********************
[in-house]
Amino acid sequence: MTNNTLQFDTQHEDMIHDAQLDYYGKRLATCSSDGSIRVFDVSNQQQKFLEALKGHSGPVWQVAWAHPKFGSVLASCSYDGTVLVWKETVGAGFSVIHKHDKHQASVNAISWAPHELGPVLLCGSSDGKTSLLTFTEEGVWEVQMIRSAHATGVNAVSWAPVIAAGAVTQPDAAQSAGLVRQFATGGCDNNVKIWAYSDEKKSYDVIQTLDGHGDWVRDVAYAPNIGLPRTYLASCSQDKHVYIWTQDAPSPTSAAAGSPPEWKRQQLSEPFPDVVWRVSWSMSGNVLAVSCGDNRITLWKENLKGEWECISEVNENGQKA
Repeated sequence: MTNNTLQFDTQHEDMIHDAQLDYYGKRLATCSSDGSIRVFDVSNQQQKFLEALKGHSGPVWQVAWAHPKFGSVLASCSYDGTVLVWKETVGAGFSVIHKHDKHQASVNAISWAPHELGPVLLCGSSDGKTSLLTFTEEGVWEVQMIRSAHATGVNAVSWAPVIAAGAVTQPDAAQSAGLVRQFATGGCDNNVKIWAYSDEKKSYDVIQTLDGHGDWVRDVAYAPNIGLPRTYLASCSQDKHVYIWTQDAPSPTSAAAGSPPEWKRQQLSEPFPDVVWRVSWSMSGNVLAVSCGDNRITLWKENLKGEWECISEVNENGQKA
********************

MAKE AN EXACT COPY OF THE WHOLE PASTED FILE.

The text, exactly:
[in-house]
Amino acid sequence: MTNNTLQFDTQHEDMIHDAQLDYYGKRLATCSSDGSIRVFDVSNQQQKFLEALKGHSGPVWQVAWAHPKFGSVLASCSYDGTVLVWKETVGAGFSVIHKHDKHQASVNAISWAPHELGPVLLCGSSDGKTSLLTFTEEGVWEVQMIRSAHATGVNAVSWAPVIAAGAVTQPDAAQSAGLVRQFATGGCDNNVKIWAYSDEKKSYDVIQTLDGHGDWVRDVAYAPNIGLPRTYLASCSQDKHVYIWTQDAPSPTSAAAGSPPEWKRQQLSEPFPDVVWRVSWSMSGNVLAVSCGDNRITLWKENLKGEWECISEVNENGQKA
Repeated sequence: MTNNTLQFDTQHEDMIHDAQLDYYGKRLATCSSDGSIRVFDVSNQQQKFLEALKGHSGPVWQVAWAHPKFGSVLASCSYDGTVLVWKETVGAGFSVIHKHDKHQASVNAISWAPHELGPVLLCGSSDGKTSLLTFTEEGVWEVQMIRSAHATGVNAVSWAPVIAAGAVTQPDAAQSAGLVRQFATGGCDNNVKIWAYSDEKKSYDVIQTLDGHGDWVRDVAYAPNIGLPRTYLASCSQDKHVYIWTQDAPSPTSAAAGSPPEWKRQQLSEPFPDVVWRVSWSMSGNVLAVSCGDNRITLWKENLKGEWECISEVNENGQKA